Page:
The founding of the DMK party in 1949, the author shows, was a turning point in the political history of Tamil Nadu, South India, because it ushered in the era of Tamil cultural nationalism. In the hands of the DMK, Tamil nationalism became an ideology of mass mobilization and thus shaped the articulation of political demands for a generation. The author analyzes the social, political, and economic factors that gave rise to cultural nationalism; the interplay between cultural nationalist leaders; and the role of cultural nationalism in a heterogeneous nation-state.
Originally published in 1976.
The Princeton Legacy Library uses the latest print-on-demand technology to again make available previously out-of-print books from the distinguished backlist of Princeton University Press. These editions preserve the original texts of these important books while presenting them in durable paperback and hardcover editions. The goal of the Princeton Legacy Library is to vastly increase access to the rich scholarly heritage found in the thousands of books published by Princeton University Press since its founding in 1905.
Recent developments in Tamil politics are taken into account in the light of the literature on party systems, achieving a classification of the party system and revealing patterns of change. The author explains the process of the change by comparing the careers of successful and failed party leaders, thus identifying the factors that enabled some political entrepreneurs to successfully found political parties and contribute to the process of party system change.
Examining issues such as regional parties, political entrepreneurship, social change, caste and religious nationalism, the book illustrates the key forces shaping contemporary Indian politics, and presents an example of how the trend toward identity politics and the rising influence of regional political parties are fashioning a new Indian polity. With a broad cross-disciplinary appeal, the book will be of interest to students of South Asian politics, comparative politics, sociology and anthropology.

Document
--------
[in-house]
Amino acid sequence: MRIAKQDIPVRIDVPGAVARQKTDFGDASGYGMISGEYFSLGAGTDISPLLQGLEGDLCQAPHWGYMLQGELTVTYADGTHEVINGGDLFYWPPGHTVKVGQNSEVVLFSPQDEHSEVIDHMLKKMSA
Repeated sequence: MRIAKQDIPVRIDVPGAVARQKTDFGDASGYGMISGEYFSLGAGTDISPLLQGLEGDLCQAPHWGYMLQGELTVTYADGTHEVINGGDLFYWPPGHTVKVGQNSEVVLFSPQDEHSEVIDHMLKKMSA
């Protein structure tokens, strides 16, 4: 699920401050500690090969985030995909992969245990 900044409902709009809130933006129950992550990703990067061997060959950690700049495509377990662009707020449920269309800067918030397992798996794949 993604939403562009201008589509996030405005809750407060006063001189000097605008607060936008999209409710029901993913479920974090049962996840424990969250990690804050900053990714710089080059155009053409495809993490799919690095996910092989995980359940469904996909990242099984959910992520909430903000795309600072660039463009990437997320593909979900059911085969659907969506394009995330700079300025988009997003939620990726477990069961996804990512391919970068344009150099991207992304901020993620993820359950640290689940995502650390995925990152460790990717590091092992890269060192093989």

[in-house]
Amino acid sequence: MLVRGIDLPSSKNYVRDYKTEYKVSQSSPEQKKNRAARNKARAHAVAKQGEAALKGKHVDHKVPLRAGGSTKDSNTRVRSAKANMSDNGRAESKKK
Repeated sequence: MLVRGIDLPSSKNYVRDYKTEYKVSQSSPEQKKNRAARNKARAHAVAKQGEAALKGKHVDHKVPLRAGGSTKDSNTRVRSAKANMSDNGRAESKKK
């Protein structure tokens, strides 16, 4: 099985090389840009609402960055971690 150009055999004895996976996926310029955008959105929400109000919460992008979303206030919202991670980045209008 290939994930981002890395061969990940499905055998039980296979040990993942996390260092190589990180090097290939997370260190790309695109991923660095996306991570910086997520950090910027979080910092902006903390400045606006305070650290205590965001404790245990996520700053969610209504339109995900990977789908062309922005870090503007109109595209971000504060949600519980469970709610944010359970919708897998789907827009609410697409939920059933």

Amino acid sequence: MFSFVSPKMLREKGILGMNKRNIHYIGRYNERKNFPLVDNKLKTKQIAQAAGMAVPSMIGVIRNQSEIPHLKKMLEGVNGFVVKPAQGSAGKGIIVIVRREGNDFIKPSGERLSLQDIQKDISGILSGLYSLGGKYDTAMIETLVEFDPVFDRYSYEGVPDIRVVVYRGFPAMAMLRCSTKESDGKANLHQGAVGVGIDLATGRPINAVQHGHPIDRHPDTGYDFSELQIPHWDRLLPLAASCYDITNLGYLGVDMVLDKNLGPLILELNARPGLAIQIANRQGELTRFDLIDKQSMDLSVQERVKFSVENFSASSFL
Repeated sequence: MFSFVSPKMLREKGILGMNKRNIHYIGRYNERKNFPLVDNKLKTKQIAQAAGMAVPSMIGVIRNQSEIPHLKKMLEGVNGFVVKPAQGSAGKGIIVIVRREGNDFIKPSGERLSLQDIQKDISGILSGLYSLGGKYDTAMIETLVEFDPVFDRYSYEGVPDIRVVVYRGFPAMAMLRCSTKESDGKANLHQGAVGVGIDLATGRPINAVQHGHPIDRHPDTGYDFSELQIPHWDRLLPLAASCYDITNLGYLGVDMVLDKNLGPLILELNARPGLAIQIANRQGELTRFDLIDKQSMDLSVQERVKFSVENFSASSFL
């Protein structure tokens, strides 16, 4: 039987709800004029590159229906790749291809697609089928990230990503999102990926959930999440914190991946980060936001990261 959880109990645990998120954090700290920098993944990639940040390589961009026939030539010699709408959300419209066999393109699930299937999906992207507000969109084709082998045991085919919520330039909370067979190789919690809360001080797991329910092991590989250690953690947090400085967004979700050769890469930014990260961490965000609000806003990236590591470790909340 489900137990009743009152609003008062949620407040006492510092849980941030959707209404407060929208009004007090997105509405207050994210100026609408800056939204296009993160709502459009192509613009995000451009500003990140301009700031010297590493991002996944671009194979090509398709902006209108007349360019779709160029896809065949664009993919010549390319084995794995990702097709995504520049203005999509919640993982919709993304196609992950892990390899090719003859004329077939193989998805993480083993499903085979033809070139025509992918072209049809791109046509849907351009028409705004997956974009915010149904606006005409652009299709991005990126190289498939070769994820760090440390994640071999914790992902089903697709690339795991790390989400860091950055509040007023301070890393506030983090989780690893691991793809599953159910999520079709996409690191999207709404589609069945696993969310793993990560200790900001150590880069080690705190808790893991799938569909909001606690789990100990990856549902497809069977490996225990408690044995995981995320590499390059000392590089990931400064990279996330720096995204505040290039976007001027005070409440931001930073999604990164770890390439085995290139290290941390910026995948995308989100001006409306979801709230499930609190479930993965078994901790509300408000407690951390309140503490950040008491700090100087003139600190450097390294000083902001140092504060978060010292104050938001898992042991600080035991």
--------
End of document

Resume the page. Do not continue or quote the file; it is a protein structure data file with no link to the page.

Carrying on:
From Peter Hessler, the New York Times bestselling author of Oracle Bones and River Town, comes Country Driving, the third and final book in his award-winning China trilogy. Country Driving addresses the human side of the economic revolution in China, focusing on economics and development, and shows how the auto boom helps China shift from rural to urban, from farming to business.
From abroad, we often see China as a caricature: a nation of pragmatic plutocrats and ruthlessly dedicated students destined to rule the global economy-or an addled Goliath, riddled with corruption and on the edge of stagnation. What we don't see is how both powerful and ordinary people are remaking their lives as their country dramatically changes.
As the Beijing correspondent for The New Yorker, Evan Osnos was on the ground in China for years, witness to profound political, economic, and cultural upheaval. In Age of Ambition, he describes the greatest collision taking place in that country: the clash between the rise of the individual and the Communist Party's struggle to retain control. He asks probing questions: Why does a government with more success lifting people from poverty than any civilization in history choose to put strict restraints on freedom of expression? Why do millions of young Chinese professionals-fluent in English and devoted to Western pop culture-consider themselves "angry youth," dedicated to resisting the West's influence? How are Chinese from all strata finding meaning after two decades of the relentless pursuit of wealth?
Writing with great narrative verve and a keen sense of irony, Osnos follows the moving stories of everyday people and reveals life in the new China to be a battleground between aspiration and authoritarianism, in which only one can prevail.